To remove stains, use a poultice, which you can buy at a hardware store. Spread it on the stain then cover the area with plastic wrap, holding it down with painter’s tape. The next day, remove the plastic, allow the poultice to dry completely and gently wipe it up. If the stain is still there but noticeably lighter, repeat the procedure. If it’s just as bad as it was, it will only come out with the help of a professional restorer. Etch marks can usually be prevented by wiping up spills immediately and using the right cleaners.
Be careful what you use to clean. Acids are the main enemy of calcitic marbles. Avoid cleaners containing vinegar or citrus, as well as abrasive powders and creams, which can scratch softer stones. Strong household cleaners like toilet bowl cleaner, metal cleaner or oven cleaners can cause irreparable etching or permanent color changes in stone.
Tabbah recommends a cleaner with a pH level of at least 7 or 8, or buying one that specifically mentions marble.
Mop carefully. “A microfiber mop is the main line of defense for your marble floor,” said Tom Workman, owner of Floor Cleaning Experts, a Florida company that cleans and restores commercial and residential floors.
A dry microfiber mop draws in dry hair and dirt. For deeper cleaning, saturate the mop with water. The thin microfibers have tiny triangular wedges that lift grease and oil as the mop glides across the floor. The small amount of water won’t stain your marble.
Soften water in showers. “If you have hard water, a water softener is a must,” Workman said.
Mineral deposits build up slowly but surely, requiring professional honing and polishing to remove. If you don’t use a water softener, leave the vent fan on after showering and squeegee the walls after use.
Use a doormat. Place a mat outside your front door and another mat or rug inside. They’ll absorb dirt and sand before it gets to your marble floors.
Don’t shy away from marble. Caring for it is easy if you follow these simple rules. For more information for caring for marble floors and other stone surfaces, visit naturalstoneinstitute.org/consumers/care.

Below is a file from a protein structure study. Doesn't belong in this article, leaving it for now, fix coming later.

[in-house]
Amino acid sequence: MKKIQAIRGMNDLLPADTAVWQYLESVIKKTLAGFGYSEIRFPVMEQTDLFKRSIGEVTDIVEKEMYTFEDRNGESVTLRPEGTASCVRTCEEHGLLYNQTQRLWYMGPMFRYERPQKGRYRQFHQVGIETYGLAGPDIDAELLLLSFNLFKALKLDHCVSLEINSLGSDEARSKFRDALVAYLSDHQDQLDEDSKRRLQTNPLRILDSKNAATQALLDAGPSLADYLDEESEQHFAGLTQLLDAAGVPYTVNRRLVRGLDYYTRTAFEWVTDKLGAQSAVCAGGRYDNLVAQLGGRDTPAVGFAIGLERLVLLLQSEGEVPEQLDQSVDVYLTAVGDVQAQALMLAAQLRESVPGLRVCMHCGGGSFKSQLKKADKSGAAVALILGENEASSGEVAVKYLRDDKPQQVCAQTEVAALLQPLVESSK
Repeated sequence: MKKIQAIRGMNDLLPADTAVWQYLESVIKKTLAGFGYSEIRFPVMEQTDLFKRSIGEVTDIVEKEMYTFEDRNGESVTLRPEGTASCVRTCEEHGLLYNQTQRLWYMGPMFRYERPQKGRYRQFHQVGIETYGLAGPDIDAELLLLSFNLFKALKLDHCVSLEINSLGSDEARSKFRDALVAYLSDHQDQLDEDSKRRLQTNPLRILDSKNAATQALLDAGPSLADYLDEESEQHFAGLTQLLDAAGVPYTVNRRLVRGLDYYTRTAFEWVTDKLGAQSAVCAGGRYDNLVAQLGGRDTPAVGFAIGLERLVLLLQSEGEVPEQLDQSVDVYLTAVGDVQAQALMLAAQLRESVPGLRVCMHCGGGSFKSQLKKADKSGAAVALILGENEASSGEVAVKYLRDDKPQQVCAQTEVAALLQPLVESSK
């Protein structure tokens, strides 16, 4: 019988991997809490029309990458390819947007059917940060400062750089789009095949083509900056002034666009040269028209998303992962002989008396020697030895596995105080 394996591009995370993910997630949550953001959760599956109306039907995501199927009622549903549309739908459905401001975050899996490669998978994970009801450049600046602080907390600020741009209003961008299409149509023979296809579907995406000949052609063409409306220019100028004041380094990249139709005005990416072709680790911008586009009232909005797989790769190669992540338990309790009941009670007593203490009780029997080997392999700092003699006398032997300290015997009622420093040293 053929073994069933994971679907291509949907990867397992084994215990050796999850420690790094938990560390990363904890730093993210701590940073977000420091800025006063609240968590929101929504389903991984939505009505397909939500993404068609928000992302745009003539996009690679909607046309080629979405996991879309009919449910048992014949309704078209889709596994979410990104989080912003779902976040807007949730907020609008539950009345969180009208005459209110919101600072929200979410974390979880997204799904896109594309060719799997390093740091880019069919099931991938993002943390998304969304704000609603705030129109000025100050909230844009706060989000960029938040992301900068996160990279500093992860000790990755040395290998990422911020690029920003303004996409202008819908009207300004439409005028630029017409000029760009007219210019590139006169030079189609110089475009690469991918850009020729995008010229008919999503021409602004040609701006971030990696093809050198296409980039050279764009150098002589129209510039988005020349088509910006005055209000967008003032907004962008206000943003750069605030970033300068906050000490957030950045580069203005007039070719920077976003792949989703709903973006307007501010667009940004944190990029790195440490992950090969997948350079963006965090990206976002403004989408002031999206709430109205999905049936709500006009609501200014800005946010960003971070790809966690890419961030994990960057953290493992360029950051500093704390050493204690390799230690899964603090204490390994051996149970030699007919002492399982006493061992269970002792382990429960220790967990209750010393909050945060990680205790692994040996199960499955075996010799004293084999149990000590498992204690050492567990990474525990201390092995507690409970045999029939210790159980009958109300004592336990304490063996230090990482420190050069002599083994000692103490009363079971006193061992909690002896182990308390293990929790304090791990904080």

Shower image courtesy of MS International
Building Stone Institute
13604 Natural Stone in the Shower
“Stone can be a good choice for the shower, but it does require certain care and maintenance,” said David Bonasera, owner of ESP, a San Jose, California-based distributor of environmentally safe cleaning and sealing products for natural stone. “The most important thing you can do is be a good steward to the stone.”
Know Your Material
A useful generalization is that the lighter the stone, the more porous it is. Darker stones have a tighter molecular structure and are less likely to stain, Bonasera said. There are many exceptions to this concept and a knowledgeable stone supplier and fabricator can help guide you to a suitable material.
Granite is a good choice for bathrooms, said Jacqueline Tabbah, vice president of International Stoneworks, Inc., a stone restoration company in Houston, Texas.
“Most granites are easier to maintain because they don’t react to the three As: acid, ammonia and alcohol,” she said. “Acid reacts to marble and travertine, and etches the surface, removing the polished finish.”
Understand Proper Care
“Customers may decide not to use natural stone, but porcelain tile can become discolored and grout lines can darken,” she said. “There is always upkeep, it will just be different.”
When cleaning natural stone, it is best to keep things simple. Soapy cleaners can add buildup and attract dirt while vinegar and harsh cleaners can damage stone. To avoid these issues, always use a neutral cleaner with a pH level around seven.
A few quick preventative measures can keep stone surfaces looking fresh. To help avoid water marks on the stone surface, use a squeegee on the walls after showering. Bonasera also recommends leaving the door open to accelerate air drying and using glycerin over traditional bar soap.
“It’s transparent and doesn’t have a lot of fat, lye and animal byproducts that are in regular soap,” he said. “It will cut soap scum, which is a food source for mold.”
For more information about using natural stone in your shower, or elsewhere in your home, visit usenaturalstone.com.
Main image (white marble shower) courtesy of Stoneshop
Building Stone Institute
Not only does natural stone lend a beautifully sophisticated aesthetic, it’s generally regarded as a practical choice because it’s more durable than many other materials. However, granite, marble, travertine and other natural-stone and quartz surfaces do require proper care and attention to maintain that luxurious finish. Keep your natural stone in top condition with these tips.